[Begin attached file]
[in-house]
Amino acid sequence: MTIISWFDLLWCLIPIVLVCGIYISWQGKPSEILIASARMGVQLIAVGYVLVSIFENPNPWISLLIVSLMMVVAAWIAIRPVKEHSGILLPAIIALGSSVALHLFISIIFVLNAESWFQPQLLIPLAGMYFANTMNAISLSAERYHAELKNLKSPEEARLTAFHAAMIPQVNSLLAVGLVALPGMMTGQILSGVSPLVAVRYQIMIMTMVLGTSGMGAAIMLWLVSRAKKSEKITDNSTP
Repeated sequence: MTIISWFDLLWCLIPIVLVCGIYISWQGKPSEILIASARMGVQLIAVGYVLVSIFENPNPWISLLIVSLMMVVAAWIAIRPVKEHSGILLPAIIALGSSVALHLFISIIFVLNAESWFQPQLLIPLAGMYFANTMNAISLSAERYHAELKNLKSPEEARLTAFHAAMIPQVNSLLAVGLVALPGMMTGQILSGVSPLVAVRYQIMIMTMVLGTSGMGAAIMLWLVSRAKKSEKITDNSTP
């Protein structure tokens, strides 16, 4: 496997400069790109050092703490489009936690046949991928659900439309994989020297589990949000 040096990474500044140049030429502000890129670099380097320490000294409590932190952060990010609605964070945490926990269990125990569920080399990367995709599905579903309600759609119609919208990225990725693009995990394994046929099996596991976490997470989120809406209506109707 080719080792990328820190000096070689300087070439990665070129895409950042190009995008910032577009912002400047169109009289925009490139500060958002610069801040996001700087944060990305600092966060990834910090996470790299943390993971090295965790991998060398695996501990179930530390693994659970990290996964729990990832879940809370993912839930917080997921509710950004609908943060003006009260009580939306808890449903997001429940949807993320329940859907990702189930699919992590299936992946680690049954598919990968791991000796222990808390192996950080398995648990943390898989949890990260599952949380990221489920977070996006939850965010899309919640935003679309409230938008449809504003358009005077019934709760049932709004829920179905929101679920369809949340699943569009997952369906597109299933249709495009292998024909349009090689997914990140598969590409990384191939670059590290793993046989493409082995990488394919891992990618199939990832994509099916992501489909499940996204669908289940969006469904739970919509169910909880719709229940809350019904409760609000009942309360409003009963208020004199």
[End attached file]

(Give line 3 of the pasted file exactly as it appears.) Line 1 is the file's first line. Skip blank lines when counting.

Repeated sequence: MTIISWFDLLWCLIPIVLVCGIYISWQGKPSEILIASARMGVQLIAVGYVLVSIFENPNPWISLLIVSLMMVVAAWIAIRPVKEHSGILLPAIIALGSSVALHLFISIIFVLNAESWFQPQLLIPLAGMYFANTMNAISLSAERYHAELKNLKSPEEARLTAFHAAMIPQVNSLLAVGLVALPGMMTGQILSGVSPLVAVRYQIMIMTMVLGTSGMGAAIMLWLVSRAKKSEKITDNSTP